I have discussed how to borrow for college and graduate school previously. After my article about my quarter-life crisis, and my article about cash v.s. debt, it is implied that I have my own process for making purchasing decisions. That process is very straight forward, so I will share it here.
- Will the purchase make me money?
- Will the purchase save me money?
- Is the purchase tied to my deepest desires as a human being?
(For simplicity, I assume that I can afford the item – this is a separate analysis in itself, but must come after these steps.)
Will the purchase make me money?
This question is simple and straight forward, but I ask it everywhere. It is a long-term question, and a short-term question, but I mostly focus on the long-term aspects (5-10+ years). A good example of this is my professional wardrobe. I have a lot of work-appropriate clothing but next to no casual attire. Up till now, I have been of the opinion that jeans and the like will not make me any more money – therefore I am hesitant to buy them. Halloween is coming up, but I am also hesitant to do that because I don’t see myself getting rewarded financially for the cash outlays.
The best example of something that I believe will make me more money on a long-term basis is my professional knowledge. I buy a lot of books because as a CPA, my offering to the world is my professional expertise…I develop this feverishly and for the most part I do not restrict my spending for this cause. That also means that I will spend on related items (someday) such as shelves, and simple library software (my library grows rapidly).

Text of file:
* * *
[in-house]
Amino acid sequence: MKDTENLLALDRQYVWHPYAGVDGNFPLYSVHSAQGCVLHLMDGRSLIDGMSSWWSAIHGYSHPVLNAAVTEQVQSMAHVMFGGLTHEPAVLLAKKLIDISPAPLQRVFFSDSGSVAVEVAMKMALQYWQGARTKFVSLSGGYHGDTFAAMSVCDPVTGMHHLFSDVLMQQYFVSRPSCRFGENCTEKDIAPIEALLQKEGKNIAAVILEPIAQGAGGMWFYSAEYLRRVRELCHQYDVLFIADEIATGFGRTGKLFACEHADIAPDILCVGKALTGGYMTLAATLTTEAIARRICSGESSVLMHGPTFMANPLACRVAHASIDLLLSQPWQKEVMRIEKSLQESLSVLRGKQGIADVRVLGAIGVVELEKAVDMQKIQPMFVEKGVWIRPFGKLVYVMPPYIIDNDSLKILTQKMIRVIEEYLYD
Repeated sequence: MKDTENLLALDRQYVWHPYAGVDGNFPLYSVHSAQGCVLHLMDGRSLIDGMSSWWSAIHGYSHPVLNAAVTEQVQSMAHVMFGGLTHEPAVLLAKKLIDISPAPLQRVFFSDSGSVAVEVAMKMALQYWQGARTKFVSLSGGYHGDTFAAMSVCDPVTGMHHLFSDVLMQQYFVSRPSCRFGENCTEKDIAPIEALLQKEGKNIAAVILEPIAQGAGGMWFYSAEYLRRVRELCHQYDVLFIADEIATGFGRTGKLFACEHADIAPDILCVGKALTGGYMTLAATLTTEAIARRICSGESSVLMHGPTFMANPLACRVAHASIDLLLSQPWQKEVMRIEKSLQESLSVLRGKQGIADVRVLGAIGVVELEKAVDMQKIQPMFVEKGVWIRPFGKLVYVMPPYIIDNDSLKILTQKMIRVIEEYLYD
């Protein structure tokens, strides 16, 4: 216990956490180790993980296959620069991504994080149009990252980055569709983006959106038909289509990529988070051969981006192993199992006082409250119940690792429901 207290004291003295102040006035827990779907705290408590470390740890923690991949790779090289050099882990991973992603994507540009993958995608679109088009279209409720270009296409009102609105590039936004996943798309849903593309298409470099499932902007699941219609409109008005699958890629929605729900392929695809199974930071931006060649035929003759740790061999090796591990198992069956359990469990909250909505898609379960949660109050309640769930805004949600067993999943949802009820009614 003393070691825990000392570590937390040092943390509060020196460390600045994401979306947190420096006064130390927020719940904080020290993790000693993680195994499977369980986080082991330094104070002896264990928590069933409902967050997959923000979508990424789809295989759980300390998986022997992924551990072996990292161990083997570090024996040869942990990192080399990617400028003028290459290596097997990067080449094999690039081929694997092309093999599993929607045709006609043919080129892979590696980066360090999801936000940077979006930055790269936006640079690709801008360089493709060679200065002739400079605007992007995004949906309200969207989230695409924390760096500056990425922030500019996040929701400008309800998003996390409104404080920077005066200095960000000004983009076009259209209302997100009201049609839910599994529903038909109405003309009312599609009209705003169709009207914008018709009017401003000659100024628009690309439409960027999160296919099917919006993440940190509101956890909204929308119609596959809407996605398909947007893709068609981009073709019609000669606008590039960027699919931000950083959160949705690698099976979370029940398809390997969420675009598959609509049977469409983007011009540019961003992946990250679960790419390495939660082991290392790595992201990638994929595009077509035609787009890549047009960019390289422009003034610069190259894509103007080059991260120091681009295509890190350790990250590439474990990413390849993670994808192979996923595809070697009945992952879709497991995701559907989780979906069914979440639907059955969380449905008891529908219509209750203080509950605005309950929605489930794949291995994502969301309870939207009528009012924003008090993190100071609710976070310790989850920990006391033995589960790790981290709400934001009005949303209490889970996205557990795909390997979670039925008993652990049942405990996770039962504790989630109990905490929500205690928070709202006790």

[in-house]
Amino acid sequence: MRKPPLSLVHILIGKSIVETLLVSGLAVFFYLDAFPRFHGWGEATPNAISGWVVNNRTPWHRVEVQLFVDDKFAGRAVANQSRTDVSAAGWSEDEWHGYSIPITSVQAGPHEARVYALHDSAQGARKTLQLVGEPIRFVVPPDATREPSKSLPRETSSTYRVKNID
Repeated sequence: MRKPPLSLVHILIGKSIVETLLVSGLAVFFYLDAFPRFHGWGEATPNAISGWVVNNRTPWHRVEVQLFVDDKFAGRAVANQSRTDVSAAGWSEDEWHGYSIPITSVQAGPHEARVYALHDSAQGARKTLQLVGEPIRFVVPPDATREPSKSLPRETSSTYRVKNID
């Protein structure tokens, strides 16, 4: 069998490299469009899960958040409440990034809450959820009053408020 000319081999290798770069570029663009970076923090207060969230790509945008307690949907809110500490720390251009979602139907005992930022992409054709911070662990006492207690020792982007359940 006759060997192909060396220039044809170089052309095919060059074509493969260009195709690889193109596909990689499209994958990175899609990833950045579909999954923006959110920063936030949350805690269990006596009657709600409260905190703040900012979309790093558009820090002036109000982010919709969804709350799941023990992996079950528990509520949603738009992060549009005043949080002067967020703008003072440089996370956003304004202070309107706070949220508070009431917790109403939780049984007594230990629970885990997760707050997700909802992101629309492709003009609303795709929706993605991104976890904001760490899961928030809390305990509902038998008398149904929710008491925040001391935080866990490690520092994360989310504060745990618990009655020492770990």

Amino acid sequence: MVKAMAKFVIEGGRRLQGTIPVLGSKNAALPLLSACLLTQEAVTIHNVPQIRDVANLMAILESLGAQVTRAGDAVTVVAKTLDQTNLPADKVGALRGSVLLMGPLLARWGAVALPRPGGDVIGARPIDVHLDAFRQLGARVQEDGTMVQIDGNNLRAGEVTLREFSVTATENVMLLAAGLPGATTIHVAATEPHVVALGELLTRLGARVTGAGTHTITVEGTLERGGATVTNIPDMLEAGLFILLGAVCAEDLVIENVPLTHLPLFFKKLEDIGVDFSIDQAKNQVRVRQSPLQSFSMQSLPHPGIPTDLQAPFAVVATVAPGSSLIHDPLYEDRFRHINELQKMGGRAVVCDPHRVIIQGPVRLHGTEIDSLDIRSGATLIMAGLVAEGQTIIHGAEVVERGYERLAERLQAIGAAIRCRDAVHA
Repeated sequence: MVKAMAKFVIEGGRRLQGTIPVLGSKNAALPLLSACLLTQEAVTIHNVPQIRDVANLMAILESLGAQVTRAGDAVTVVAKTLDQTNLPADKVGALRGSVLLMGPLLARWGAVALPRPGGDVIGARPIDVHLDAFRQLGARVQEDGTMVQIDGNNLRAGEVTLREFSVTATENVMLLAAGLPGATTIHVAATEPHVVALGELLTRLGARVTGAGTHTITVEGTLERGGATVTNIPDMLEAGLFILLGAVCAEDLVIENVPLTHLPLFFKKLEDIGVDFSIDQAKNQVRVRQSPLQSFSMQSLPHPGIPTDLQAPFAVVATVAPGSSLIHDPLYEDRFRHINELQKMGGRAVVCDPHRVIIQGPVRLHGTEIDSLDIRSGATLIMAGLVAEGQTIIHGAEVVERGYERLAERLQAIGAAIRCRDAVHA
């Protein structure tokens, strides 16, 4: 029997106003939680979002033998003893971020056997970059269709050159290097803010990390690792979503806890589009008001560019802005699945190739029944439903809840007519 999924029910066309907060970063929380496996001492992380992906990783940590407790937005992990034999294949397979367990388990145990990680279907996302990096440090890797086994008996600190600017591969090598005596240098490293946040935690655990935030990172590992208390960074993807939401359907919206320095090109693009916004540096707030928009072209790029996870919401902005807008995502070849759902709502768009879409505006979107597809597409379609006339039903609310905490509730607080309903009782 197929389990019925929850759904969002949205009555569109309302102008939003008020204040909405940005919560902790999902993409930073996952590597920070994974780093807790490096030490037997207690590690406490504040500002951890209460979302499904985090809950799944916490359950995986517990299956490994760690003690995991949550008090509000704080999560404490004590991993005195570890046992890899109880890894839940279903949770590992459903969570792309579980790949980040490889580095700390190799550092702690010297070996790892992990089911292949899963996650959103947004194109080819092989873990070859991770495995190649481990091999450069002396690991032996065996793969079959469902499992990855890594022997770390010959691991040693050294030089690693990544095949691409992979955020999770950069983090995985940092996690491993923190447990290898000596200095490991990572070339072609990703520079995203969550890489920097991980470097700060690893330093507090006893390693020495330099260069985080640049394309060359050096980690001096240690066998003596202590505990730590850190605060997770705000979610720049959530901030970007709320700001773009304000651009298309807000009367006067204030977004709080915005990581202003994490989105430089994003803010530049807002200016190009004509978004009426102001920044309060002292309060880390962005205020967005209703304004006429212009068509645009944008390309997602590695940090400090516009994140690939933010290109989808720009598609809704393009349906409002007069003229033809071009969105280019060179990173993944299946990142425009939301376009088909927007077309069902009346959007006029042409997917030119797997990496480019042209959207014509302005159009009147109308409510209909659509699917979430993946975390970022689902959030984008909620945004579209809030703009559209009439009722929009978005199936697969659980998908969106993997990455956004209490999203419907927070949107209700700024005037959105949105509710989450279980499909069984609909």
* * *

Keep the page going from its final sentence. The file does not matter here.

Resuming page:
Will the purchase save me money?
I am an active user of credit cards, so I constantly receive offers to buy grocery discount memberships from the credit-card companies or their affiliates. I still have not purchased one because I concluded that they are not for me. I buy groceries for one person; I almost never buy other items; I almost never eat out, etc. The customer service folks always try to convince me otherwise, but I stick to my guns.
Recently I bought an extended warranty for my car because while my car is absolutely essential to my revenue model (job, part-time consulting work), it would only take one major break-down go put a dent in my cash reserves. It is therefore my judgment that an extended warranty will likely save me money – you may disagree, but if you’re wrong you probably won’t be there to fix my car! Managing risk is by definition, saving money because if I am exposed to this risk, it’ll probably cost me.
Is the purchase tied to my deepest desires as a human being?
This is the most important question, but it is also the hardest. I can only answer this now – a few years ago, I couldn’t really say. The best example for this one is my piano, which resulted from my quarter-life crisis. I also have subscriptions to a few services which fall under this paradigm.
What’s the point?
Since I look at money with the perspective of a business, the first two types of purchases are my favorite. They are the best use of my money – from a financial perspective. However, even though I am a business, I am still human and my business model relies on recognition of that fact. There are things which help fuel my creativity, relax my soul, and otherwise improve my quality of life – and those things are important too. It’s not hard to apply the categories above; the true challenge is to block all others out. If something doesn’t fall in any of them, it probably shouldn’t be acquired unless it is completely FREE.
Think about it; what is your test for all your expenditures? Do you disagree with this one – if so, why? What else am I leaving out?